HSA Bills Advance Through the House

Last week, the House of Representatives passed two bills which would expand Health Savings Accounts and make other changes to the healthcare industry.

Below is a summary of key Health Savings Account (HSA) provisions included in each bill:

HR 6311

  • Medicare Part A would not eliminate HSA eligibility.
  • The maximum contribution limit would be increased to $6,650 per individual and $13,300 per family.
  • Both spouses age 55 and over could make catch-up contributions to the same HSA.
  • HSAs opened within 60 days of enrolling in a qualified high deductible health plan (HDHP) would be treated as being opened as the same day of enrollment in the HDHP (allowing expenses to be paid taxfree retroactive to the HDHP enrollment date).
  • Bronze and catastrophic plans would be considered HSA-eligible plans.

HR 6199

  • Coverage for non-preventive services up to $250 per individual and $500 per family could be provided prior to the deductible without disqualifying HSA eligibility.
  • HSA accountholders could receive care through a direct primary care (DPC) arrangement without disqualifying eligibility for an HSA, and DPC expenses could be paid tax -free from the HSA (up to $150/mo for an individual and $300/mo for a family).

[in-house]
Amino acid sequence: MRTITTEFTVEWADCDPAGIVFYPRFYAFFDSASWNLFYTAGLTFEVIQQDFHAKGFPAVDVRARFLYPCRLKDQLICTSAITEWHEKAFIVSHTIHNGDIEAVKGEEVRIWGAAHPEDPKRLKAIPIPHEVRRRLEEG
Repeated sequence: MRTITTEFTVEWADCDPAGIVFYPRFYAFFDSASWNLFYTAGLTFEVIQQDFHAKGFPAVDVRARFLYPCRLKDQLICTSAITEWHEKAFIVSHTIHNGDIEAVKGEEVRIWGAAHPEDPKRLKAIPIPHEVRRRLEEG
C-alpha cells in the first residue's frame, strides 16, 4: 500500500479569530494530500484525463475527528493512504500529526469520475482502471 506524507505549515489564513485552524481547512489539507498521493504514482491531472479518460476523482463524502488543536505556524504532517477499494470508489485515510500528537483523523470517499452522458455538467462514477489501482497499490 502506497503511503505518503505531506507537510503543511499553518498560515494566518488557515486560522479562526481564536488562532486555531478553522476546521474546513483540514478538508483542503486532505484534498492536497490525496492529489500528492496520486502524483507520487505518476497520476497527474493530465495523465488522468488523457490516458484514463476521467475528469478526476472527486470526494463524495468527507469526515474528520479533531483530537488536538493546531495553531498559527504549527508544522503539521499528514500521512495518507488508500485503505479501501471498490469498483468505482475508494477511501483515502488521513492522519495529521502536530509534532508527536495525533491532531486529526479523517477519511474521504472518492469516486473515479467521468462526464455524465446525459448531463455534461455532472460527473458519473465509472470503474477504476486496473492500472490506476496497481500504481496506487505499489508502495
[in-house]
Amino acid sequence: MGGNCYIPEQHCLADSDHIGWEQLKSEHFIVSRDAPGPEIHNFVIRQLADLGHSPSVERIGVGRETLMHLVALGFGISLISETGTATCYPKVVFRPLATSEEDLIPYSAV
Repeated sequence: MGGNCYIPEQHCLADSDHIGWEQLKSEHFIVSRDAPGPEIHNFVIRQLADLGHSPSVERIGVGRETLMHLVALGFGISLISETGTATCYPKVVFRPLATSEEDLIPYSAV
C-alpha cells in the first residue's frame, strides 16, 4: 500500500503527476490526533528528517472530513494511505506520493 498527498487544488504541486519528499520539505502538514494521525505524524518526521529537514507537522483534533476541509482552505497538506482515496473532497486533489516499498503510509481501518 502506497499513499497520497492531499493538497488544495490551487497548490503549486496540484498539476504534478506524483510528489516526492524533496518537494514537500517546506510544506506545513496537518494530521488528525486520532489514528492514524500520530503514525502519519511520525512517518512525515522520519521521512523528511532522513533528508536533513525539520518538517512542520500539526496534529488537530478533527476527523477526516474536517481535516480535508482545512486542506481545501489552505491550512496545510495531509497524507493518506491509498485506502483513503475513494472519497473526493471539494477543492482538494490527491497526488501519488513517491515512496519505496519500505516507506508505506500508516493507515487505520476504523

• On-site medical clinics made available by an employer would not disqualify HSA eligibility.
  • Coverage under a spouse’s Flexible Spending Account (FSA) would not disqualify HSA eligibility.
  • Conversions of funds from an FSA or HRA would be permitted into an HSA, up to certain limits, and only if an employer permitted the conversion.
  • Gym memberships, sports equipment and personal trainers would be qualified expenses , up to certain limits.
  • Removes the requirement to have a prescription for over-the counter drugs to be considered eligible expenses (applies to all reimbursement accounts).
  • Certain items related to menstrual care would be qualified expenses.

The next step is that these bills will move onto the Senate where 60 votes will be needed. This may be a difficult challenge. While most, if not all of the 51 Senate Republicans would likely vote in favor of these bills, Democratic leadership is likely to oppose the two bills. Many Democrats believe that expanding HSAs and other types of free market healthcare are an attack on the Affordable Car e Act (ACA). There’s also the upcoming midterm elections which may delay any swift action on these bills. At the same time, there was some bipartisan support from House members. Twelve Democrats voted to pass HR 6311 and 46 Democrats voted for HR 6199.

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